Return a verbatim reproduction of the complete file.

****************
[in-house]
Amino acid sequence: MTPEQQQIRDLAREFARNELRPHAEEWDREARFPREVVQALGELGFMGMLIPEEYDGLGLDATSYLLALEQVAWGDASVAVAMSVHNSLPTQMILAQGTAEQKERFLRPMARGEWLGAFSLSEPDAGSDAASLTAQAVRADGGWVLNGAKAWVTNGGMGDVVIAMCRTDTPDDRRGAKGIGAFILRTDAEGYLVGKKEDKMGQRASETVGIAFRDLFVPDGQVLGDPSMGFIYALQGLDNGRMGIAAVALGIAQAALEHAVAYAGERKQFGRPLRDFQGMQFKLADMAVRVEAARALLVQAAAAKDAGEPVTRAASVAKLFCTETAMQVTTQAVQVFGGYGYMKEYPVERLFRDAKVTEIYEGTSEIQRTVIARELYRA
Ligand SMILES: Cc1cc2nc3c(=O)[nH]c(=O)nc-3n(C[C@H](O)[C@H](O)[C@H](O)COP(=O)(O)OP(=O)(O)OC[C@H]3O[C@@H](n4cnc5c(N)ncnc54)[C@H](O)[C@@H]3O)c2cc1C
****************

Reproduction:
[in-house]
Amino acid sequence: MTPEQQQIRDLAREFARNELRPHAEEWDREARFPREVVQALGELGFMGMLIPEEYDGLGLDATSYLLALEQVAWGDASVAVAMSVHNSLPTQMILAQGTAEQKERFLRPMARGEWLGAFSLSEPDAGSDAASLTAQAVRADGGWVLNGAKAWVTNGGMGDVVIAMCRTDTPDDRRGAKGIGAFILRTDAEGYLVGKKEDKMGQRASETVGIAFRDLFVPDGQVLGDPSMGFIYALQGLDNGRMGIAAVALGIAQAALEHAVAYAGERKQFGRPLRDFQGMQFKLADMAVRVEAARALLVQAAAAKDAGEPVTRAASVAKLFCTETAMQVTTQAVQVFGGYGYMKEYPVERLFRDAKVTEIYEGTSEIQRTVIARELYRA
Ligand SMILES: Cc1cc2nc3c(=O)[nH]c(=O)nc-3n(C[C@H](O)[C@H](O)[C@H](O)COP(=O)(O)OP(=O)(O)OC[C@H]3O[C@@H](n4cnc5c(N)ncnc54)[C@H](O)[C@@H]3O)c2cc1C